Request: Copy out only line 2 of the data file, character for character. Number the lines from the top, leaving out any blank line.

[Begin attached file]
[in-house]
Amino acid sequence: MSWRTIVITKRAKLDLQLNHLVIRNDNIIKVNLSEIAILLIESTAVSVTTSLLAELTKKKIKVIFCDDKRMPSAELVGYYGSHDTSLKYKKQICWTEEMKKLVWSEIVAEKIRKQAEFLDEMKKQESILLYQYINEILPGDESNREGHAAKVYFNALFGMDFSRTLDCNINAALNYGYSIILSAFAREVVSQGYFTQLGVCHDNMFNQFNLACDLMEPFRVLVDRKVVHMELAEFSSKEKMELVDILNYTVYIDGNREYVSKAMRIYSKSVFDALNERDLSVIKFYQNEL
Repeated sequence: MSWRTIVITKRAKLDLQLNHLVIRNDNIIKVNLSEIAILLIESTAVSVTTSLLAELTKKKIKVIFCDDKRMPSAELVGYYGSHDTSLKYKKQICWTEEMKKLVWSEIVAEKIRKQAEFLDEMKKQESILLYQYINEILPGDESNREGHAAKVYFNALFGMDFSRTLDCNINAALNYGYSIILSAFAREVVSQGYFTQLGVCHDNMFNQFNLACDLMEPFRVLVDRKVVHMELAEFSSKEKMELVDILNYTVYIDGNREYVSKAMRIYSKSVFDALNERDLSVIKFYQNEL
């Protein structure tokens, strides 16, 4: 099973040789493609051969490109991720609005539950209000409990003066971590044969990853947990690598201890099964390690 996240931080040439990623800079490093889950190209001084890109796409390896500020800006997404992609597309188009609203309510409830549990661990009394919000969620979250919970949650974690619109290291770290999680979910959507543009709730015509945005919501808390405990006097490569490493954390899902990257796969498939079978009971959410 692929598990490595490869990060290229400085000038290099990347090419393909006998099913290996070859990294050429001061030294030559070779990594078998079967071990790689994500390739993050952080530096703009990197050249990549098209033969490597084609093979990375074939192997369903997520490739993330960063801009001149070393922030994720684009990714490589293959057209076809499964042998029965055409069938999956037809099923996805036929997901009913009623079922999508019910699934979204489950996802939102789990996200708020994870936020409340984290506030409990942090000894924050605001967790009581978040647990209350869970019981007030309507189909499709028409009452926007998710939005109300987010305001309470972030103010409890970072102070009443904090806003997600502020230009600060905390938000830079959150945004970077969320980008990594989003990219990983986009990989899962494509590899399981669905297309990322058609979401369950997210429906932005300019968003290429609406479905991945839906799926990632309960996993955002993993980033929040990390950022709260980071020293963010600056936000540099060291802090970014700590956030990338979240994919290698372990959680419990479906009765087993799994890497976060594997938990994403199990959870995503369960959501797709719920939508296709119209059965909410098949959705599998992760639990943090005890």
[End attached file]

Amino acid sequence: MSWRTIVITKRAKLDLQLNHLVIRNDNIIKVNLSEIAILLIESTAVSVTTSLLAELTKKKIKVIFCDDKRMPSAELVGYYGSHDTSLKYKKQICWTEEMKKLVWSEIVAEKIRKQAEFLDEMKKQESILLYQYINEILPGDESNREGHAAKVYFNALFGMDFSRTLDCNINAALNYGYSIILSAFAREVVSQGYFTQLGVCHDNMFNQFNLACDLMEPFRVLVDRKVVHMELAEFSSKEKMELVDILNYTVYIDGNREYVSKAMRIYSKSVFDALNERDLSVIKFYQNEL